Throughout the 20th century the paleoclimate science community regarded the warmth of the current (Holocene) interglaciation — prior to the major anthropogenic intervention of the last 150 years — as overwhelmingly natural in origin. In this view, changes in Earth’s orbit had resulted in increased summer insolation at high latitudes of the Northern Hemisphere, which began melting the North American and Scandinavian ice sheets 17,000 years ago and eventually ushered in interglacial warmth. Although further orbital shifts then led summer insolation to begin decreasing 10,000 years ago, the drop was thought not to have been substantial enough to cause renewed glaciation.

In the “early anthropogenic hypothesis,” first published in 2003, I proposed a different interpretation: that greenhouse gas emissions from early agriculture were the main reason for prolonged warmth lasting into modern times. I noted that in three previous interglaciations observed in ice-core records, concentrations of both carbon dioxide and methane decreased through the first 10,000 years, resulting in cooling trends that led to renewed glaciation. But the equivalent part of the current interglaciation has been different: Carbon dioxide concentrations rose during the last 7,000 years, and methane concentrations rose during the last 5,000 years. I proposed that these anomalous greenhouse gas increases were anthropogenic in origin and kept global climate warmer than it would have been in a world controlled only by nature.

I attributed the anomalous rise in carbon dioxide since 7,000 years ago to early deforestation, and the rising methane trend since 5,000 years ago to the spread of rice irrigation and livestock tending. Back in 2003, quantitative information about early agriculture was scarce, except for one very interesting data point: The 1086 Domesday Book, a survey ordered by William the Conqueror, reported that forests covered just 15 percent of Britain, indicative of early deforestation, with forest cover already similar, in fact, to levels today.

The early anthropogenic hypothesis was received with acclaim by some scientists, but with deep skepticism by others. From 2004 to 2009, several prominent climate scientists published papers criticizing it. The most prevalent argument was that far too few people were living thousands of years ago to have caused land-use changes sufficient to alter greenhouse gas levels.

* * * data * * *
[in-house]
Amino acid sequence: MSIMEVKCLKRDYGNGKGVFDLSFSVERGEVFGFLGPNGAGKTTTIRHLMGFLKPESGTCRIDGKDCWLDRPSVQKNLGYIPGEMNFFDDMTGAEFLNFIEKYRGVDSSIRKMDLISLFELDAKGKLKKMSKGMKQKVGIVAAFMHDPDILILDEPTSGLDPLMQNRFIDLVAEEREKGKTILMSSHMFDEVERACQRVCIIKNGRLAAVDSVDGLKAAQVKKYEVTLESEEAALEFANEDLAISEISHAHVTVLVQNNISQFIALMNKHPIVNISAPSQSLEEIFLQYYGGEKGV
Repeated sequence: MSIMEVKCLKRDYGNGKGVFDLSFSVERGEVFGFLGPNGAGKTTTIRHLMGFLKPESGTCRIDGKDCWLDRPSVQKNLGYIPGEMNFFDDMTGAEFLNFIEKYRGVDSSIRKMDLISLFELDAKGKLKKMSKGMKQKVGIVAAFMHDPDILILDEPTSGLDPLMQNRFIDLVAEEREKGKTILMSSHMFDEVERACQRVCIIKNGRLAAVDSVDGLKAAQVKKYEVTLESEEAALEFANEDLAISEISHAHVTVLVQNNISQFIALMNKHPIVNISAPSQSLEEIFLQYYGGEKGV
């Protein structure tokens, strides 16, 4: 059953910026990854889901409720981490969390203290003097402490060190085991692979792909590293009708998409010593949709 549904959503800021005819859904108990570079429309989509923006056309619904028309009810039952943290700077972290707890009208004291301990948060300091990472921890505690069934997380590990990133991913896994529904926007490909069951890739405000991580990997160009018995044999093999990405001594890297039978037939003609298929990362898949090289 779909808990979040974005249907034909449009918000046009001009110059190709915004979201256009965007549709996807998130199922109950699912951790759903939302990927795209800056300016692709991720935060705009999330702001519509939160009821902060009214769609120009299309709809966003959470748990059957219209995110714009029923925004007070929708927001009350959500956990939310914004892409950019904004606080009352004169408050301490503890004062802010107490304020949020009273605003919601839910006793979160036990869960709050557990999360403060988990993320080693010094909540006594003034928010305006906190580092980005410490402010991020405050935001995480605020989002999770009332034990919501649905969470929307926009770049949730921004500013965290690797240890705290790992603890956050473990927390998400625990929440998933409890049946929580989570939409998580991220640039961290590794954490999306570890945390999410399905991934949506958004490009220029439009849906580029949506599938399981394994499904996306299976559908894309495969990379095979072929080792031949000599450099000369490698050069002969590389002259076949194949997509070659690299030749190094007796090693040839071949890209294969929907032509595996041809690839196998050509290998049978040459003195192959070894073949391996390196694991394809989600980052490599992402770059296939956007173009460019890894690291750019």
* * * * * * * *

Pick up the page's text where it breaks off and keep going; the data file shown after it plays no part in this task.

Another criticism centered on a previous interglaciation that was proposed as the closest orbital analog to the current interglacial — stage 11, which began about 424,000 years ago. That interglaciation was thought to have lasted 26,000 years, compared to just 11,000 years (to date) for the present one, suggesting that some 15,000 years of interglacial warmth potentially still remain ahead of us now before the next glaciation.

In addition, ratios of carbon-13 to carbon-12 in ice-core carbon dioxide, an index of net global terrestrial emissions, showed only a weak decrease since early in the current interglaciation. This implied very low deforestation emissions during the last 7,000 years, equivalent to an addition of just 2 to 3 parts per million (ppm) carbon dioxide to the atmosphere.

Since 2010, however, a surge of new evidence converging from a wide range of geoscience-related disciplines has refuted these criticisms and lent support to the early anthropogenic hypothesis. Surveys of historical records by ecological modeler Jed Kaplan, myself and landscape ecologist Erle Ellis found that farmers in both Europe and China 2,000 years ago used at least four times as much land per person as those in the centuries just before the industrial era (the 1700s). Early slash-and-burn farming practices that rotated from plot to plot were highly inefficient and cleared large amounts of land. In contrast, modern farmers plant one or more crops on the same land every year.

This evidence of early farmers clearing more land per capita suggests, for example, that the 200 million to 250 million people living 2,000 years ago were using an area of land for agriculture equivalent to that used by almost a billion people in more recent times. Based on this evidence, Kaplan ran a land-use simulation that found that preindustrial anthropogenic carbon dioxide emissions would have added 24 ppm to the atmospheric concentration, five times the amount estimated by modelers who had assumed that early farmers used relatively small amounts of land through the millennia.

Work by geologist and palynologist Chronis Tzedakis and others showed that interglacial stage 11 is not a good orbital analog for the current interglaciation after all. While both interglaciations were characterized by similar low-amplitude changes in the eccentricity-modulated precession of Earth’s orbit, the obliquity of the orbit during stage 11 was far offset from the one in the current interglaciation (see figure parts A and B).

The optimal orbital analog to the Holocene turns out to be interglacial stage 19, which began about 787,000 years ago. Comparison shows that the orbital indices of each are almost exactly in phase (see figure parts A and B). Yet, during the first 10,000 years of stage 19, atmospheric carbon dioxide concentrations fell steadily to between 240 and 245 ppm. This is identical to the range predicted by the early anthropogenic hypothesis (see figure part C) for a Holocene interglaciation free of an early anthropogenic overprint.